On August 21, MM and I ran the Madison Mini Marathon. Yes, this race report is about three and a half weeks late, but it feels like it could have been a lifetime ago considering everything that has happened since then. But that’s another story.
I decided to do this race in lieu of a half marathon in Chicago for a variety of reasons. First of all, I missed the Chicago Rock n’ Roll half because my attendance was required at a conflicting event. Second, I hate the Chicago Half Marathon that happened a few days ago and have vowed never to run that race again. And third, it gave me a really good excuse to visit one of my closest friends from college. Plus, Madison is basically awesome, and who wouldn’t want to tour the town while burning enough calories to justify all of the New Glarus beer I would end up drinking later?
The race began 7:30 a.m., which MM and I, with our warped sense of time, claimed was “late” even though G, who wanted to be at the start of the race to cheer us on, looked at us like we were crazy people and questioned her decision to agree to such an early event on a Saturday. We were just happy that we could sleep past 5:30 a.m. There were less than 5,000 people running, which is a fairly small race based on what we’re used to. You definitely felt like you had some space on the course and it didn’t take 45 minutes to get to the start line, which is always nice.
MM decided to run this race with me because it was our anniversary and he loves me he wanted to conserve his energy for a Sunday softball game he was playing in. So we went off together. Part of my goal of running with MM was that he could pace me to a PR. We started off at about a 10:30 pace, but slowed it down to a more reasonable 11-minute pace a mile or two in. I felt great and had no problem keeping this pace. The course has a few inclines, but is nowhere near as hilly as the Cincinnati Flying Pig Half Marathon. Even for those of us used to fast and flat Chicago courses, I wouldn’t bother to even warn runners about the hills in Madison. They are really a non-issue.
There was one problem though. It was damn humid out. I mean, we looked like we had jumped in a lake about five miles in, but regardless of the copious amounts of sweat pouring from my body, I was well hydrated and it didn’t seem to get to me… at first (at all?). Then came miles eight through 10 at which point my body began to break down. I managed to keep running these two miles, but I slowed down quite a bit. My knees hurt, my ankles hurt, my back was sore. I’ve noticed this problem a lot lately. Around miles eight to 10, my body seems to say, “I’m done,” and after that every step is painful. It’s hard to say exactly what’s going on—this seems to happen regardless of pace or weather conditions and despite the fact that I would argue that I’m stronger and in better shape to run now more than ever before. I will admit that I was slightly undertrained for this event distance-wise (my last double digit run before Madison was in early June), but I’ve noticed that I tend to be in pain even after eight and nine mile training runs. I tend to have no lasting effects from this pain and am not even terribly sore the day after. It’s a mystery, but it’s convincing me that another marathon will not be in my near future. I can suck it up to mile 13, but I can’t imagine hanging on for 26.2.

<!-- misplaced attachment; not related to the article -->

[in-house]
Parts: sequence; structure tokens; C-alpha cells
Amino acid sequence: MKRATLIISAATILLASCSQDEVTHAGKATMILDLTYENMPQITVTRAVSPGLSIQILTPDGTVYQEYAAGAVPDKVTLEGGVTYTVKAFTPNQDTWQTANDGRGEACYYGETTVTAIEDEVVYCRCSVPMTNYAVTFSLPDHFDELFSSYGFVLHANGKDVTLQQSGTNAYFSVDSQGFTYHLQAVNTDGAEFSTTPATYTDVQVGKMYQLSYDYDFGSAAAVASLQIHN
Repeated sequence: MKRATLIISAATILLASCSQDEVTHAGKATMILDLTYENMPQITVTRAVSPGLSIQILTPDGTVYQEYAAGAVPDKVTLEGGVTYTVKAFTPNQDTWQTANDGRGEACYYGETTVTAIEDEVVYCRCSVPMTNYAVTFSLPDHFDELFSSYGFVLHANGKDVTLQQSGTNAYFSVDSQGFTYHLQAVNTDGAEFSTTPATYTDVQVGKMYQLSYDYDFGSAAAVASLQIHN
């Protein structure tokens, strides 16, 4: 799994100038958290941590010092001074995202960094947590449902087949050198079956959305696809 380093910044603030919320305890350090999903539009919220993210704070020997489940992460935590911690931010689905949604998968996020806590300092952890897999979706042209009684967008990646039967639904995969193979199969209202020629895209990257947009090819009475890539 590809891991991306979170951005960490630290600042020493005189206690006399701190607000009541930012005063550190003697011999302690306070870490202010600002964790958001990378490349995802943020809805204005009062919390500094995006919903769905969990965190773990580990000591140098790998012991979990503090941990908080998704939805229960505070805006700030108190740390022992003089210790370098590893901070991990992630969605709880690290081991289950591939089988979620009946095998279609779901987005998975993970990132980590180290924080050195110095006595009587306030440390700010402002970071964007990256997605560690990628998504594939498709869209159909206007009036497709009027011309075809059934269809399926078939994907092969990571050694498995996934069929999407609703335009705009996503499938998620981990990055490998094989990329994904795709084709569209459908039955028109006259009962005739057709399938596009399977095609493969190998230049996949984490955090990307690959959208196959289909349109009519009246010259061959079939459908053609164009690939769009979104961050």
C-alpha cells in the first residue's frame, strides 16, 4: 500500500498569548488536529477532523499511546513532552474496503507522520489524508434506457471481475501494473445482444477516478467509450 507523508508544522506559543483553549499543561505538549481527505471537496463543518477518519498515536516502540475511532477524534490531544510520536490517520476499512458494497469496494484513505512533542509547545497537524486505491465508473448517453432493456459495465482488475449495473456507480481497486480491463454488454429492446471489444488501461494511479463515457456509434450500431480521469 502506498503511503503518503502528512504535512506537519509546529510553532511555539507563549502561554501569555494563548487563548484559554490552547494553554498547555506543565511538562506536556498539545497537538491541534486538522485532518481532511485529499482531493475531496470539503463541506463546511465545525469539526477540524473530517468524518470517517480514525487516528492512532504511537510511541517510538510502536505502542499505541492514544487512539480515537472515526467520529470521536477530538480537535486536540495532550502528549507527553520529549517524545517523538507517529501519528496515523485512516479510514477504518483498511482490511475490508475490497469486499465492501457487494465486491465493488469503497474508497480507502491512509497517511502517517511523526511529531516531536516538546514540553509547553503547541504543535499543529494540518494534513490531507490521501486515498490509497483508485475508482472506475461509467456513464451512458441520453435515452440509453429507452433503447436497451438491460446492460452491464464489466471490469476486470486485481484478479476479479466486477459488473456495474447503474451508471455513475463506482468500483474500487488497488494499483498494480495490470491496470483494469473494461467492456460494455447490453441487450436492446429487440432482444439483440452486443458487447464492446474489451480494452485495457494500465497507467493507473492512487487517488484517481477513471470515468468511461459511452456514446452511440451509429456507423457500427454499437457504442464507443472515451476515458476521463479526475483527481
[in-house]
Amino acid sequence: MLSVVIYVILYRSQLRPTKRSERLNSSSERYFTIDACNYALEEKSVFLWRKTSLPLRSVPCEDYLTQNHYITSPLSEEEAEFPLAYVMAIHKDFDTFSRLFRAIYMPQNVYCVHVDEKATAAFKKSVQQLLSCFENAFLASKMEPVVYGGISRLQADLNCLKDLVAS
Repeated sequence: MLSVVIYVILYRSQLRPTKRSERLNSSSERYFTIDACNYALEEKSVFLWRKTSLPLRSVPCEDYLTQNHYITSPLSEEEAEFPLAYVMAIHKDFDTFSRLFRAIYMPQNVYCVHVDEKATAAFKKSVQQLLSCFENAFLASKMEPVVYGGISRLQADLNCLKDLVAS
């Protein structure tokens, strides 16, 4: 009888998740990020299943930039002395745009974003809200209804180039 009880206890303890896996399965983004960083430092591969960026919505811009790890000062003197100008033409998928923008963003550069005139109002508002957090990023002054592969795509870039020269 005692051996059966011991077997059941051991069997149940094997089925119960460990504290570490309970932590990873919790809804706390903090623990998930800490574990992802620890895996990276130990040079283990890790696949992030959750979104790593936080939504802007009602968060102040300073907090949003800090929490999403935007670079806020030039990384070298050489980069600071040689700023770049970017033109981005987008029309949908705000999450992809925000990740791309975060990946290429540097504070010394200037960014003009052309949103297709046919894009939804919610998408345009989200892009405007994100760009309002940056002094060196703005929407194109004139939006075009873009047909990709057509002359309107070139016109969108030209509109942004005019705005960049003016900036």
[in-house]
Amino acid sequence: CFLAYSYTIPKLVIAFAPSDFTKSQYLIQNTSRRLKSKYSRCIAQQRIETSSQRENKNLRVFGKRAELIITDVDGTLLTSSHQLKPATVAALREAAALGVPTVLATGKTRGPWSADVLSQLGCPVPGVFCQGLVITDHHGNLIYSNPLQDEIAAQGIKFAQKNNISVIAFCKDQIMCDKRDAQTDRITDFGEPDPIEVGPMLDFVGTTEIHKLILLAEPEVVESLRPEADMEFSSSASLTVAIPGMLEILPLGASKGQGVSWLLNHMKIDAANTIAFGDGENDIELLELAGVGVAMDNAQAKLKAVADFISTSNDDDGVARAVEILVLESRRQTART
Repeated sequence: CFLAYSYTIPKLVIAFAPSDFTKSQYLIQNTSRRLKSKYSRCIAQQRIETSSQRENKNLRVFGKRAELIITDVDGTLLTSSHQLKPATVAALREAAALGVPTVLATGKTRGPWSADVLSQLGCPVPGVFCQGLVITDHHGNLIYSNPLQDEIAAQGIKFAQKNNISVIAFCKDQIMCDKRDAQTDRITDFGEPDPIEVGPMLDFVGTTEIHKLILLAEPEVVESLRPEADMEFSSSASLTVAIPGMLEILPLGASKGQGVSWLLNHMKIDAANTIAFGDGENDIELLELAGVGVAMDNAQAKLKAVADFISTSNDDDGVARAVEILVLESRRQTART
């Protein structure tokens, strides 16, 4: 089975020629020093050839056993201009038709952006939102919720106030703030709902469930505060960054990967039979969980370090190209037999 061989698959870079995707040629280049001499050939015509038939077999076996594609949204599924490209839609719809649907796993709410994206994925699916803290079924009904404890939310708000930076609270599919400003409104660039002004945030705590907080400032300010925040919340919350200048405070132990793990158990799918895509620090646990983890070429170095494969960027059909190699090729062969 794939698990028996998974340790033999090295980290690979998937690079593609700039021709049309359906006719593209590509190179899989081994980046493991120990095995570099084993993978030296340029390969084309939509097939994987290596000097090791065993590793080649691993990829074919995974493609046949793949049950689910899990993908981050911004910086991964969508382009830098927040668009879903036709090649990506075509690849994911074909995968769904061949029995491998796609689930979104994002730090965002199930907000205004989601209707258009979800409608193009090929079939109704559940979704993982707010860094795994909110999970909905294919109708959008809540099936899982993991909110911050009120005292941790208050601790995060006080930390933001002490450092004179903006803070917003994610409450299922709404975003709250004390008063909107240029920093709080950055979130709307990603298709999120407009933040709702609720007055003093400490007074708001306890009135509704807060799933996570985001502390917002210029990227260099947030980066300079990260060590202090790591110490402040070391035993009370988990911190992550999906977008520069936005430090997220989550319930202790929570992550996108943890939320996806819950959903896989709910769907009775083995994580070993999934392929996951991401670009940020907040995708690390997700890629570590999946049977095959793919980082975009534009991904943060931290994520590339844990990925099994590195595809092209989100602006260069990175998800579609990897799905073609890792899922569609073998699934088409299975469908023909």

And even though I still was easily on pace for a pretty impressive PR at mile 10, I had to walk a good portion of the remaining three miles. I finished in 2:34:25, respectable for me and my second fastest half marathon. I was a little disappointed, but as much as I wanted to break the 2:30:00 barrier for myself, I care less about these things than I used to.
Mostly I was just in pain after the race, and I did a lot of dramatic moaning to G about my legs and such until I took two Aleve and forgot about it. Then G, her husband, MM and I went mini-golfing, spent some time drinking beer on the patio at the famous University of Wisconsin Union, and had lovely, huge-mongous dinner because that is what you do when you are in Wisconsin: eat and drink. The mini-golf is optional.